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Chicago eases indoor dining restrictions

Indoor service will be allowed at either 40% capacity, or 50 people, whichever is lower, beginning immediately.

A few groups of people dine inside Mi Tierra’s near empty indoor dining space , Saturday, Sept. 5, 2020.
A few groups of people dine inside Mi Tierra’s near empty indoor dining space last year.
Tyler LaRiviere/Sun-Times

Chicago restaurants and bars fighting for survival after twice being forced to close their dining rooms got the go-ahead Tuesday to increase their indoor capacity to 40% or 50 people, whichever is less.

Last week, Mayor Lori Lightfoot had kept capacity at 25%, but allowed restaurants and bars to serve 50 people “per room or floor,” whichever was less.

The Illinois Restaurant Association called it a “baby step.” The trade group representing a restaurant industry decimated by the coronavirus pandemic was hoping the mayor would raise indoor capacity to 40 or 50%.

To increase restaurant and bar capacity to 40%, Lightfoot said Chicago’s positivity rate must drop below 400 for three straight days. The positivity rate, emergency room visits and ICU bed occupancy already was in “moderate-risk” level and needed to remain so.

Now, all those metrics have been met, allowing the mayor to loosen her grip.

The rolling seven-day average of coronavirus cases now stands at 344. Chicago’s average test positivity rate is 3.6%, in the “low-risk” level. The rolling average of emergency room visits for “COVID-like illness” (62 per day) and intensive care beds occupied (117 per day) fall into the “moderate-risk” category.

“In recent days, we have made incredible progress in the ongoing effort to save lives and defeat this deadly virus,” Lightfoot was quoted as saying in a statement issued by City Hall.

“I am thrilled that we have made enough headway to cautiously ease more regulations. But, I once again want to remind all our businesses and residents that we are not out of the woods yet. Only by committing to what we know works will we be able to continue moving forward carefully and responsibly.”

Illinois Restaurant Association President Sam Toia was grateful for even a modest reprieve.

“Restaurants in Jefferson Park, Rogers Park, in Chatham, Bronzeville, Beverly and in Little Village on 26th Street. It’s gonna help those restaurants very, very much. They’re smaller restaurants with 100-people capacity and we were at 25 [%]. Now, they can go up to 40,” he said.

But, Toia pleaded with the mayor to loosen her iron-fisted grip even more.

“For the larger restaurants in our Central Business District, we would like to see going up to 100 people-per-room,” Toia said.

“Obviously, you have to have the social distancing. Team members and guests need to wear their masks. You’ve got to make sure the restaurant is cleaned and sanitized and everyone is following PPE guidelines.”

The Chicago Restaurants Coalition argued Lightfoot had no choice but to level the playing field after authorizing 40% capacity on Jan. 31 at Chicago retail stores, bowling alleys and movie theaters “where people eat and drink.”

“Not allowing restaurants at 40 percent capacity would have been downright discriminatory,” the group said in a statement.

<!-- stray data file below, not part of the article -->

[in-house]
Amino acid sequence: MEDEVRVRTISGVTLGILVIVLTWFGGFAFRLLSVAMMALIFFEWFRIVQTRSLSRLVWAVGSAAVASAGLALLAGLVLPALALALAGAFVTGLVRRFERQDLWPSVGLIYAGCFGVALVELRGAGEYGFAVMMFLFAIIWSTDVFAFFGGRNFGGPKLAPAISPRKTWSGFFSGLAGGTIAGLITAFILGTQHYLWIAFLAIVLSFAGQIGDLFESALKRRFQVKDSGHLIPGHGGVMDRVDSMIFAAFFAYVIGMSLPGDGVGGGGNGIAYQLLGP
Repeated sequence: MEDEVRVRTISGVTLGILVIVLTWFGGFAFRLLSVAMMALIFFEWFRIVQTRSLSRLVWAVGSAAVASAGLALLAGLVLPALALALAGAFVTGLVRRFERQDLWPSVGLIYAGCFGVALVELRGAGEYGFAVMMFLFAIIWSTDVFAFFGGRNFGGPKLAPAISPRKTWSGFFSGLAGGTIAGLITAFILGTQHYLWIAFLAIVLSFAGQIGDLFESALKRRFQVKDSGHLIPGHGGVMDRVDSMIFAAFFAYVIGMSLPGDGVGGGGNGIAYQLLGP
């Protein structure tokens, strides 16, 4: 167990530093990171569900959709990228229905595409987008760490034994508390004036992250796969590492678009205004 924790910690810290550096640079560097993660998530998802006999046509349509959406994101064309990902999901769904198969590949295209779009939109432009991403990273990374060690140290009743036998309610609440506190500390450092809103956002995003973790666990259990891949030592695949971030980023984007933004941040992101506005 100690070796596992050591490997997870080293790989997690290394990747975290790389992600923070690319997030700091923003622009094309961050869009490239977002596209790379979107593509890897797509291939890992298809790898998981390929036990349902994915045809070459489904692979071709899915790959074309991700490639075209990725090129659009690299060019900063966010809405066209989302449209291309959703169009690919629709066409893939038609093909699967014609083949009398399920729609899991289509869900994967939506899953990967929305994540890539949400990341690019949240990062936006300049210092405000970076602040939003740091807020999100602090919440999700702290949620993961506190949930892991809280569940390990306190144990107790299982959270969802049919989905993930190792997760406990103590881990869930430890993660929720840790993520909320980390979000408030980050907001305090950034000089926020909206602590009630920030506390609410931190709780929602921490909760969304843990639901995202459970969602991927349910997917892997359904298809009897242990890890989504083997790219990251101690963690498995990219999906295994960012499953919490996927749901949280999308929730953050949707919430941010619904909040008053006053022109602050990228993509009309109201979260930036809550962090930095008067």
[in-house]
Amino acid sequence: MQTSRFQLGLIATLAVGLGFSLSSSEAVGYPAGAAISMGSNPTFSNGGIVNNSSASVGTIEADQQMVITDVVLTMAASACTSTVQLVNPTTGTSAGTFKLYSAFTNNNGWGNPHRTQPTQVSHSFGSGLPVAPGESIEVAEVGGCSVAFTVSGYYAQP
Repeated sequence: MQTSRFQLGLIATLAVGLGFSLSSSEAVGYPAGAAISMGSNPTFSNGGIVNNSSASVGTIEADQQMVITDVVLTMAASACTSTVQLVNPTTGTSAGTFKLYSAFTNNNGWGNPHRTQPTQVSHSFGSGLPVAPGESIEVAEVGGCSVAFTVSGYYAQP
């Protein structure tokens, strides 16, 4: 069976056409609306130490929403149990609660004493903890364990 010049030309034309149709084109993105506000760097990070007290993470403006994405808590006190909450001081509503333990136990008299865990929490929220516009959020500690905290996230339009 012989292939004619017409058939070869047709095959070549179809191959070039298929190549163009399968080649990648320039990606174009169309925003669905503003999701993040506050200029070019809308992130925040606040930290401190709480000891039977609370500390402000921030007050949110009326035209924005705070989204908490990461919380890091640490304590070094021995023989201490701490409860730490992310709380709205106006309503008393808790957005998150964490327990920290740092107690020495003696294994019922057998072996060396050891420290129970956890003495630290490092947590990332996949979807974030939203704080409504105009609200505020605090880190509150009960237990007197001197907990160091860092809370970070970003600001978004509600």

Nancy Bruni, a partner at Formento’s Restaurant, 925 W. Randolph St., argued Lightfoot has “victimized” restaurants that are the lifeblood of Chicago neighborhoods.

“They keep calling us ‘partners.’ But we are not partners. We would have been partners if it was across-the-board, with other businesses closing with us,” Bruni said Tuesday.

Instead, she said consider places like Costco, Jewel or Mariano’s.

“I go in there at 6 o’clock in the morning. People are touching everything. Are they dis-infecting? No. Not as much as us. We have spent hundreds of thousands of dollars on this equipment that we will not know what to do with once we open back up 100%.”

If the double-standard applied to the restaurant industry alone continues, Bruni warned Chicagoans will be “stuck with Chick-Fil-A and Burger King and McDonald’s for the rest of our lives ... because a lot of [independent restaurants] — I don’t know if they’re gonna come back.”

Even with 40% capacity, other city controls remain.

Bars and brewers must offer food to serve indoor patrons or establish a partnership with a local restaurant. There’s a maximum of six-patrons-per-table. Bar patrons and restaurant and bar tables must sit six feet apart. Face coverings must be worn at all times — except when eating and drinking. Bars and restaurants must close at midnight. And the sale of alcohol must end at 11 p.m.

To boost capacity to 50%, all four metrics must be in the moderate-risk level for two straight weeks.

“My goal is to make sure that we can get restaurants open safely in a way that does not lead to us needing to close them again. … My goal is to move as quickly as it is safe to move and not to get into a situation where we have a third surge here in Chicago,” Health Commissioner Dr. Allison Arwady said last week.

Last week, Toia complained Lightfoot’s go-slow approach was rewarding downtown restaurants with multiple rooms and penalizing neighborhood establishments with only one dining room.

Ald. Tom Tunney (44th), owner of Ann Sather restaurants, was equally disappointed, noting that most independently-owned restaurants “don’t have that kind of capital to keep going.”